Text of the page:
What is a strategic defaulter?
A strategic default is a decision by a borrower to stop repaying a mortgage obligation. The decision is typically made when the market value of a property has fallen below the amount due on the mortgage. Rather than waiting for conditions to change, the mortgage holder walks away from the property and the debt.
What are the consequences of foreclosure?
Eviction from your home—you’ll lose your home and any equity that you may have established. Stress and uncertainty of not knowing exactly when you will have to leave your home. Damage to your credit—impacting your ability to get new housing, credit, and maybe even potential employment, for many years.
What’s a strategic foreclosure?
Unlike a standard foreclosure, where a lender repossesses a property because the borrower is unable to keep up with payments, a strategic foreclosure occurs when a borrower can afford to continue mortgage payments but decides it is more advantageous to stop them.
Is strategic default ethical?
As long as Congress is unwilling to force lenders to write down underwater mortgages, many homeowners will conclude that strategic default is not only morally acceptable, but also the most rational course of action.
What is an underwater mortgage?
An underwater mortgage, sometimes called an upside-down mortgage, is a home loan with a higher principal than the home is worth. This happens when property values fall but you still need to repay the original balance of your loan.
How does a foreclosure affect taxes?
A foreclosure is treated the same as the sale of a property, which can trigger a capital gain. In some cases, the taxpayer may also owe income tax on the amount of any part of the mortgage debt that has been forgiven or canceled.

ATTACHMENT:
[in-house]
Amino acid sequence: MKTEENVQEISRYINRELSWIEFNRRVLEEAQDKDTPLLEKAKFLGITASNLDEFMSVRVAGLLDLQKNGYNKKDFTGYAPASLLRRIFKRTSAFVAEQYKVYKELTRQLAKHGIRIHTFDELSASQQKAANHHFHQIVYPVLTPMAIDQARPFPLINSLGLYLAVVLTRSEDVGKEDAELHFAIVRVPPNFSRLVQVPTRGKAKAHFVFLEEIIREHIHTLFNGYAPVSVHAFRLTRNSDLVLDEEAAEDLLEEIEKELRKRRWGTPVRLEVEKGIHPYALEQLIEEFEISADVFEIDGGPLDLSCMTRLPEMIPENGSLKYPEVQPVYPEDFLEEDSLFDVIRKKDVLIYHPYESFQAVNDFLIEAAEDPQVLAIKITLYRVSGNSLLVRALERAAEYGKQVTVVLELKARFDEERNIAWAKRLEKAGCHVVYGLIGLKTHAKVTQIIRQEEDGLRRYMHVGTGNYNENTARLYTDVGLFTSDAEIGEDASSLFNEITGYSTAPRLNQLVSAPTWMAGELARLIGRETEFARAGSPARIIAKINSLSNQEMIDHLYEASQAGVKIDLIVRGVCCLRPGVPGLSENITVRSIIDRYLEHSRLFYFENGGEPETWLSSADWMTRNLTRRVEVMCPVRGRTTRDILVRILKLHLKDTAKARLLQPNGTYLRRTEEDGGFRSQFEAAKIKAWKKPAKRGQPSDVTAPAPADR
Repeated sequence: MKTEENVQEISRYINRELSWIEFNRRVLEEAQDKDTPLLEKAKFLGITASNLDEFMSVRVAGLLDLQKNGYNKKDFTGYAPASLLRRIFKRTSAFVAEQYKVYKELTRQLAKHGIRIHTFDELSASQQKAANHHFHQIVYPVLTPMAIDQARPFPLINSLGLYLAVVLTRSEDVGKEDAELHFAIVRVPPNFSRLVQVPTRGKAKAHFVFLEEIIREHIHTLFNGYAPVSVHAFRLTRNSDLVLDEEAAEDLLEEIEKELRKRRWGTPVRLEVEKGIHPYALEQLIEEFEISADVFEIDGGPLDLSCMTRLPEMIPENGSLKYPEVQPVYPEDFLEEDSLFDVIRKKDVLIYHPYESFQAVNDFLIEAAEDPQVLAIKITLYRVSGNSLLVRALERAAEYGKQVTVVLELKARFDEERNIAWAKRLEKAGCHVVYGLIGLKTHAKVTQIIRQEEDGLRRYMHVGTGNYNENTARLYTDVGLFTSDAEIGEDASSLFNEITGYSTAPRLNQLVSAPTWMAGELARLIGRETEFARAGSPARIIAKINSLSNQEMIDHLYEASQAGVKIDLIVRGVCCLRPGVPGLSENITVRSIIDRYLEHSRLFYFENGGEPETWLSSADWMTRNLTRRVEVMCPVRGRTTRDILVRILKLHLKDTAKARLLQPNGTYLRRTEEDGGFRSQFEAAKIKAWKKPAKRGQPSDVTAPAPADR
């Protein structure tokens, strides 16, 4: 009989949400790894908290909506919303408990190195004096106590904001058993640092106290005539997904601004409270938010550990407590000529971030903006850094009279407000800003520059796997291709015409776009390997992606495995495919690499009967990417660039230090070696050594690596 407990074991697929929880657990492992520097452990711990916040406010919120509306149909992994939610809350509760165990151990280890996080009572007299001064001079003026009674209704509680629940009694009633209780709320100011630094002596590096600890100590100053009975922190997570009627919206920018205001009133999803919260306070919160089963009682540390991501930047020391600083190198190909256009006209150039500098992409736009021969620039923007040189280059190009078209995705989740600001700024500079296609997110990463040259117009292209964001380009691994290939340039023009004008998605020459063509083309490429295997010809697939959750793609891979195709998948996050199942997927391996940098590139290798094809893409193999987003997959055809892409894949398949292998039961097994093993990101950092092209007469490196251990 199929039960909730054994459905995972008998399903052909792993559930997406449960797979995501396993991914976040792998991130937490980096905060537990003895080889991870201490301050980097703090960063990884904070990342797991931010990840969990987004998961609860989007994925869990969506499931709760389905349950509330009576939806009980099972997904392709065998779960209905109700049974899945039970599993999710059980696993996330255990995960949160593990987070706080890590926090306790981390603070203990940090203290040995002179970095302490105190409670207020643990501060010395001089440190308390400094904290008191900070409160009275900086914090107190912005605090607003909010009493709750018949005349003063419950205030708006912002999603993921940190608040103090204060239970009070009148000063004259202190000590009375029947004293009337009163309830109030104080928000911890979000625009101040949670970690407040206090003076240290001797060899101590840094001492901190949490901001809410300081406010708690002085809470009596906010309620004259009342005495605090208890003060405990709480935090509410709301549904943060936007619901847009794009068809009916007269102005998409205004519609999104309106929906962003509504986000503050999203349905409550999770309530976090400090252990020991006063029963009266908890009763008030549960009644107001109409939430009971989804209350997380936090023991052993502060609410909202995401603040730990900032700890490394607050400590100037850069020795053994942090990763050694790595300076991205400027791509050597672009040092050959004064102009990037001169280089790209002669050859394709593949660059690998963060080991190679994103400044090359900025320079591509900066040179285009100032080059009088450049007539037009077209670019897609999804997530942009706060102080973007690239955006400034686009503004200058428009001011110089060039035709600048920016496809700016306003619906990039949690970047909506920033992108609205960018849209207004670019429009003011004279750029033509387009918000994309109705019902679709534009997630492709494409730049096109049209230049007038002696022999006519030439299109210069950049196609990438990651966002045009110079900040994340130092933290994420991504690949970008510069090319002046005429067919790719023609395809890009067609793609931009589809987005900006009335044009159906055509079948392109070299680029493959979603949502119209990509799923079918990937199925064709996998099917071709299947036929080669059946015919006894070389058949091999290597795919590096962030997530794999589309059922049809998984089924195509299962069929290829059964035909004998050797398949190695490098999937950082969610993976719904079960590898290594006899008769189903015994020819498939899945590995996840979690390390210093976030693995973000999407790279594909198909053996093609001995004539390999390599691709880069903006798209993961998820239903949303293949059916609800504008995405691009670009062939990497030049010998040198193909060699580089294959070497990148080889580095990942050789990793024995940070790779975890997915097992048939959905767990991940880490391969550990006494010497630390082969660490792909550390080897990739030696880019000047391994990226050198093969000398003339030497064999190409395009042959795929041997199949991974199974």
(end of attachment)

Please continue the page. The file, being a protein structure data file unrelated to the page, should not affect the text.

How long does a foreclosure affect your credit score?
A foreclosure stays on your credit report for seven years from the date of the first related delinquency, but its impact on your credit score will likely diminish earlier than that. Still, it’s likely to drag down your scores for several years at least.
Can you hand your house back to the bank?
If you can’t pay your mortgage, don’t just: hand the keys back to your mortgage lender – this is called voluntary repossession and should be a last resort. wait until you get evicted – your lender could take you to court to repossess your home.
What happens if you just stop paying your mortgage?
If you fall behind on your mortgage payments, the lender or current owner of the loan (the bank) is going to start taking steps to collect from you and prevent further losses. Eventually, if you don’t pay the overdue amounts, the bank will likely initiate a foreclosure.
What happens to your credit when you foreclose on a house?
Once a home is lost to foreclosure, the homeowner’s credit score could drop dramatically. According to FICO, for borrowers with a good credit score, a foreclosure can drop your score by 100 points or more. Typically, it will take three years or more of on-time payments to restore the credit score.